In 1999, the American Film Institute ranked Lombard 23rd on its list of the 50 greatest American female screen legends. She received one Academy Award for Best Actress nomination, for My Man Godfrey. She has a star on the Hollywood Walk of Fame, at 6930 Hollywood Blvd.

Lombard’s Fort Wayne childhood home has been designated a historic landmark. The city named the nearby bridge over the St. Mary’s River the Carole Lombard Memorial Bridge.

Personal Quotes:

“I can’t imagine a duller fate than being the best dressed woman in reality. When I want to do something I don’t pause to contemplate whether I’m exquisitely gowned. I want to live, not pose!” – Carole Lombard

Carole Lombard’s Golden Rules:

1. Play Fair.

“You’ll find that men usually play fair,” Carole said. “It’s all very well to say that you want to back out of a bargain because you’ve changed your mind. That’s supposed to be a woman’s privilege. But men don’t play the game that way. A man who says he’ll do a thing and then reneges, is soon put where he belongs, out in the cold.

“If I say I’ll do something, I make it stick.”

2. Don’t Brag.

“Men can brag,” Carole points out, “but that’s where a woman can’t do what men do, and still be feminine. No man will endure listening to a girl boast about how smart she is.”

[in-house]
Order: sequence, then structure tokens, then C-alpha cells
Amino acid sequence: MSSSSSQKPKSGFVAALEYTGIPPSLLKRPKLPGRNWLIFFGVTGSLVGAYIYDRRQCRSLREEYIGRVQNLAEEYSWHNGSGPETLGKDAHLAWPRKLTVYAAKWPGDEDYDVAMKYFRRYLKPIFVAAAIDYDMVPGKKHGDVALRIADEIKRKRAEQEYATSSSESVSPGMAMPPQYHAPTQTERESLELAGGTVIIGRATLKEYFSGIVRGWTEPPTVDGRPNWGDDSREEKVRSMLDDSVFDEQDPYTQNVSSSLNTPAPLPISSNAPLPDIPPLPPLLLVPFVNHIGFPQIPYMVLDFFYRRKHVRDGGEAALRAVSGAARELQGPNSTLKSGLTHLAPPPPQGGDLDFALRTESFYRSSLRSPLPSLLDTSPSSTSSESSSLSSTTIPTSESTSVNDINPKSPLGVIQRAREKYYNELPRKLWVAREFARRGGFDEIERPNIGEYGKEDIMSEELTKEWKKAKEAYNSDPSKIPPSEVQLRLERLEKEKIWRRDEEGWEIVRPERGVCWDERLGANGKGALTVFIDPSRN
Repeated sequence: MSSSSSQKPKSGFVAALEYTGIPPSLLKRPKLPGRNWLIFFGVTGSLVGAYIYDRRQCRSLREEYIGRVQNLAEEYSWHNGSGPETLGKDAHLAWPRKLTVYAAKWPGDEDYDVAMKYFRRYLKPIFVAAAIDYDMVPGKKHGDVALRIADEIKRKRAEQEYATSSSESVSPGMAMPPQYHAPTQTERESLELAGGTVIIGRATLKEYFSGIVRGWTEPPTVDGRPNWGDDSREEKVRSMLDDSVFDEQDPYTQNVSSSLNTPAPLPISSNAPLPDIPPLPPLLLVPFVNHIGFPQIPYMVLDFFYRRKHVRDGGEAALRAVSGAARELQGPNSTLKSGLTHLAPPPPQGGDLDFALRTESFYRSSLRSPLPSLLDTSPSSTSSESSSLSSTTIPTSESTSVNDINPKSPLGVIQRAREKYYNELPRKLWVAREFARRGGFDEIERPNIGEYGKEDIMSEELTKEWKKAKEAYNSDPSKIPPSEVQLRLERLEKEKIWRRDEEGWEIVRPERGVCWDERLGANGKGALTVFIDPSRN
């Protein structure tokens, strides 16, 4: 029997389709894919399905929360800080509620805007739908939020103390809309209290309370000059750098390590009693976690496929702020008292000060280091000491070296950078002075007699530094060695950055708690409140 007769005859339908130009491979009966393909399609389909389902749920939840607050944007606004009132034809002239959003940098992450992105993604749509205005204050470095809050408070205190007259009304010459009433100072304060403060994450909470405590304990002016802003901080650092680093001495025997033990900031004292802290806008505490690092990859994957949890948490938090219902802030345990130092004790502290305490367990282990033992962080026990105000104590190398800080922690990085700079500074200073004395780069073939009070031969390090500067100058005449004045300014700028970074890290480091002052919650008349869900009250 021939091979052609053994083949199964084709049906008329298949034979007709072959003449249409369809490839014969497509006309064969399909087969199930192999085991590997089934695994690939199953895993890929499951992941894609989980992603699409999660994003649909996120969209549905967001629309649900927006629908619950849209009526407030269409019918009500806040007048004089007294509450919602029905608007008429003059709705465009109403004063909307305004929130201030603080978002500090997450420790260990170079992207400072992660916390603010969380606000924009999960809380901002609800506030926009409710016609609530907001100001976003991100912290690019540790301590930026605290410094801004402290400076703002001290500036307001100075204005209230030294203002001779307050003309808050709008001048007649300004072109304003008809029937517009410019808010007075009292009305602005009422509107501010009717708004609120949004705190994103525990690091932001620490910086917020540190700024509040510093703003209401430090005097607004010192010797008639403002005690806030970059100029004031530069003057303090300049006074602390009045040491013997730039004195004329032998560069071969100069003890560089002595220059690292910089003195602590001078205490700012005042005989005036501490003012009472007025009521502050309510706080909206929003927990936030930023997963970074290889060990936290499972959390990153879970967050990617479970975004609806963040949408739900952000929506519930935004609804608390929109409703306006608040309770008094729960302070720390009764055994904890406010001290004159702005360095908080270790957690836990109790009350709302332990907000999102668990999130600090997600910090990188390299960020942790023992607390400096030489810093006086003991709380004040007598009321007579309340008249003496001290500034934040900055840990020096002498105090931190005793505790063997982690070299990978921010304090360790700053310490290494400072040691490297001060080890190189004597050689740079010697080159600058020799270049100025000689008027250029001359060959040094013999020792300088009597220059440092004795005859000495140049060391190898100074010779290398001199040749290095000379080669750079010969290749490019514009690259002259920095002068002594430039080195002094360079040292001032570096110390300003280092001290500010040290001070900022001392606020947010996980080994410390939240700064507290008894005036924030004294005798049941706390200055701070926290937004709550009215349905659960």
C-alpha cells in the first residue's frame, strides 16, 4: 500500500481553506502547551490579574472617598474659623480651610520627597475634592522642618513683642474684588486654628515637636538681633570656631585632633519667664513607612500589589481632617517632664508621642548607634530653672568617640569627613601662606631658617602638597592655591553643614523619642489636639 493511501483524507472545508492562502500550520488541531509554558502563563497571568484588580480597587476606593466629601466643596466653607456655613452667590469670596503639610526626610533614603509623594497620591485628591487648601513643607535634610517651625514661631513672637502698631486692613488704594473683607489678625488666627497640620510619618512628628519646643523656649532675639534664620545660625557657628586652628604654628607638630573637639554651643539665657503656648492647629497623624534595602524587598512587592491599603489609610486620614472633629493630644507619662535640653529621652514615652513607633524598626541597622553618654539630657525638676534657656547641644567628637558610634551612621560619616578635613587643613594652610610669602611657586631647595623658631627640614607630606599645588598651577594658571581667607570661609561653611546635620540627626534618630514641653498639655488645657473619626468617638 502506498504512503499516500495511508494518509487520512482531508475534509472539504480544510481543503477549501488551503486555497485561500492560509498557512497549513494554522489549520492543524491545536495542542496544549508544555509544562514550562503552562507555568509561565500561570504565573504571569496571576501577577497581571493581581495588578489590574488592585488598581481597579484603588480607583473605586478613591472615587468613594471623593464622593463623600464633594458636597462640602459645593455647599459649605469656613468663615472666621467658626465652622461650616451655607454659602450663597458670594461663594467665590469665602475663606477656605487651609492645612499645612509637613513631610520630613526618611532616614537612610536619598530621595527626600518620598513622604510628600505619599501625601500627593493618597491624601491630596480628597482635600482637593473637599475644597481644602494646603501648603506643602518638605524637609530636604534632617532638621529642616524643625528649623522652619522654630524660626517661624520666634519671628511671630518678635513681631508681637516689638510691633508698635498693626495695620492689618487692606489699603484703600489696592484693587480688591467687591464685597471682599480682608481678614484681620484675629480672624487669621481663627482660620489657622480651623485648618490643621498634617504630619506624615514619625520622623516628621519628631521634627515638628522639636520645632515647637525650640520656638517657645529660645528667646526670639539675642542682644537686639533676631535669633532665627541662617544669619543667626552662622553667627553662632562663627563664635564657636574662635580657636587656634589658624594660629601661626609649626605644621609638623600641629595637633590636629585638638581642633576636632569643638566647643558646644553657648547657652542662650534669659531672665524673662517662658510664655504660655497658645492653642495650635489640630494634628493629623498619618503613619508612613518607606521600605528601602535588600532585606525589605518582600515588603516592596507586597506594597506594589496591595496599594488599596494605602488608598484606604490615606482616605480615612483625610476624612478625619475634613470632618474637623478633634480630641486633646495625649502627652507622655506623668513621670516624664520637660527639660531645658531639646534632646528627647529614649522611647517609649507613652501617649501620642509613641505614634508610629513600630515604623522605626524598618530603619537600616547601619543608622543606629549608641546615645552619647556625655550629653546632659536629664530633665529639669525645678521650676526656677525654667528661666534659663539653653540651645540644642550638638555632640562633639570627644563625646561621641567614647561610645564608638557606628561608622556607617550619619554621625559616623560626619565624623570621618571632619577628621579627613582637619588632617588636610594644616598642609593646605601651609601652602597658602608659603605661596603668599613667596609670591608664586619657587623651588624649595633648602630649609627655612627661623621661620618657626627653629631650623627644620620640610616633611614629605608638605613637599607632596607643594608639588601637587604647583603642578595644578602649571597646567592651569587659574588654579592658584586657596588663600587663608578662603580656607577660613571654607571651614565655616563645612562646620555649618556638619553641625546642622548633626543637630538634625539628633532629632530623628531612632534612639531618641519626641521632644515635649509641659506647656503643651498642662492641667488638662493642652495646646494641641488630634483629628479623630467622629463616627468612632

3. Obey the Boss.

“A career girl who competes with men has to learn that rule — or else. If she won’t accept discipline, or bow to the rules of the institution and take orders, she can’t succeed. I know that the picture director knows best. I remember when I was making ‘My Man Godfrey’ with William Powell. Gregory La Cava was directing. One day he was ill, but he insisted that work go on while he rested.

“‘You know what to do,’ he told us. ‘Just pretend I’m there and go ahead.’

“Well, it didn’t work. Bill and I were used to taking orders because it’s part of the discipline of the studio. It was a simple scene, we knew what to do, but the director wasn’t there and we felt lost. Somebody has to be the boss in every big enterprise, and if the boss is absent the business soon comes to a halt.”

4. Take Criticism.